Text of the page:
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DBOX for Foster + Partners

JP Morgan’s New Headquarters is Raising the Sustainability Bar

If you haven’t heard, an all-electric skyscraper with net-zero operational emissions is reaching the halfway mark of construction in New York City. Welding sparks are flying, and the cacophony of clanging tools reverberates throughout the block. Depending on the rate of construction, the new 270 Park Avenue, the headquarters for JP Morgan Chase, could reach its peak in late 2023 or early 2024, with final completion most likely taking place in 2025. At 1388 feet and 60 stories high, the entire construction will be one of the tallest buildings to grace the Manhattan skyline. But it’s not the building’s size that makes it an impressive feat, it’s the fact that the project has recycled, reused, or upcycled a whopping 97 percent of materials from the demolition of the old building it’s meant to replace.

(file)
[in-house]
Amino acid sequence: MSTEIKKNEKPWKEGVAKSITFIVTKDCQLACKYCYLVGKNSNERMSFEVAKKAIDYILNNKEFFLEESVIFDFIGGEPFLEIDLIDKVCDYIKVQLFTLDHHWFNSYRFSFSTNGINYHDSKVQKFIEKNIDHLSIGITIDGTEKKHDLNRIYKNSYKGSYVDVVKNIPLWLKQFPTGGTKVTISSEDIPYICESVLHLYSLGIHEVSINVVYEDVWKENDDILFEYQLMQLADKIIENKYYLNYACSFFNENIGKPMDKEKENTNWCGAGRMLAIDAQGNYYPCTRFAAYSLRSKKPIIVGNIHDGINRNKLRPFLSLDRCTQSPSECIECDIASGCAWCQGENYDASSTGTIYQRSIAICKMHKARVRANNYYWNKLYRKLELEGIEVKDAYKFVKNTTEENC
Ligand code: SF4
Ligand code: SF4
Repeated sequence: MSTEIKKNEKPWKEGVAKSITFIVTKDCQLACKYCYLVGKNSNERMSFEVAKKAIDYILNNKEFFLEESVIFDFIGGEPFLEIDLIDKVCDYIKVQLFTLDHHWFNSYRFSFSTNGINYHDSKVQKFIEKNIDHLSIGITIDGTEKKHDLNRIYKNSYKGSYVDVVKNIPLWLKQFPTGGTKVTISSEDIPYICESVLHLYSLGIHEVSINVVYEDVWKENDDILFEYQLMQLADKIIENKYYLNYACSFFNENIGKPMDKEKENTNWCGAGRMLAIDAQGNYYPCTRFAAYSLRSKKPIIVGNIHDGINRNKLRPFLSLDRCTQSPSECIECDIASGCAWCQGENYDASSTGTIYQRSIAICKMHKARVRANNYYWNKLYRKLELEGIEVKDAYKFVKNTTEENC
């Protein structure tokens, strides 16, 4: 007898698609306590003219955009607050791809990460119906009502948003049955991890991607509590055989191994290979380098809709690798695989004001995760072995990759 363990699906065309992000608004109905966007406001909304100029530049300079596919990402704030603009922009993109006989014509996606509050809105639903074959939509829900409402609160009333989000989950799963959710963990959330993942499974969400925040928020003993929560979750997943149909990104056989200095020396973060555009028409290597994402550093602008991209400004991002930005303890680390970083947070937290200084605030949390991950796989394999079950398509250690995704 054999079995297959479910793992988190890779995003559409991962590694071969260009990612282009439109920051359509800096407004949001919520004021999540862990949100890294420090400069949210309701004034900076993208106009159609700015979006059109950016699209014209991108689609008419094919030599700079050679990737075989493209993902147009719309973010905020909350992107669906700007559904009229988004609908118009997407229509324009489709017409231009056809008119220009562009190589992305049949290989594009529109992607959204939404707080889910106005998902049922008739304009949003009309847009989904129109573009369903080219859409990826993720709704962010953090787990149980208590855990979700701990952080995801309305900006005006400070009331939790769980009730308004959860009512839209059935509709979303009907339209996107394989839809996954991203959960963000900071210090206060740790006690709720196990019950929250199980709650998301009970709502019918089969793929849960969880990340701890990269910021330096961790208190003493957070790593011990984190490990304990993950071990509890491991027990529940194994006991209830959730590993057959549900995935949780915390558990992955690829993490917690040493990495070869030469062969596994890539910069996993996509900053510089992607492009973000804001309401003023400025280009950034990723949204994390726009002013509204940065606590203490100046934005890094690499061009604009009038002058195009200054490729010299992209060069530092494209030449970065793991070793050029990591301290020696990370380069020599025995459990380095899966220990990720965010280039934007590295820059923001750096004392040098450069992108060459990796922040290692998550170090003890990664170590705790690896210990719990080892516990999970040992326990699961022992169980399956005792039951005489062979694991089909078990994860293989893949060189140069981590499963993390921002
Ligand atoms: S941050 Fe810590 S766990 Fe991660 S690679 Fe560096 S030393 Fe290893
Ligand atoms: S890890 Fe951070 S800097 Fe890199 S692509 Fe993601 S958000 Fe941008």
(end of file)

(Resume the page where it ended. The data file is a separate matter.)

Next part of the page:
You might be surprised to find that depending on the local regulations, there’s a world’s worth of untapped potential in the number of building components that can be upcycled to make a commercial building. Rubble, asphalt, and concrete are frequently recycled to create aggregate or brand-new asphalt and concrete products. Recycled wood yields mulch and compost for landscaping, but also the mass timber marvel that is engineered wood. Fun fact, steel is the darling of the recycled metals group (which also includes copper and brass) because it doesn’t emit volatile organic compounds. There’s more, but I’ll stop before we fall too deep into the rabbit hole. The important thing to know is that with all of the material opportunities for upcycling–and, let’s face it, the growing international concerns about climate change–the trend towards sustainable building practices has increased in recent years. Alas, the prevalence of recycled materials in commercial construction is still relatively low compared to traditional building materials.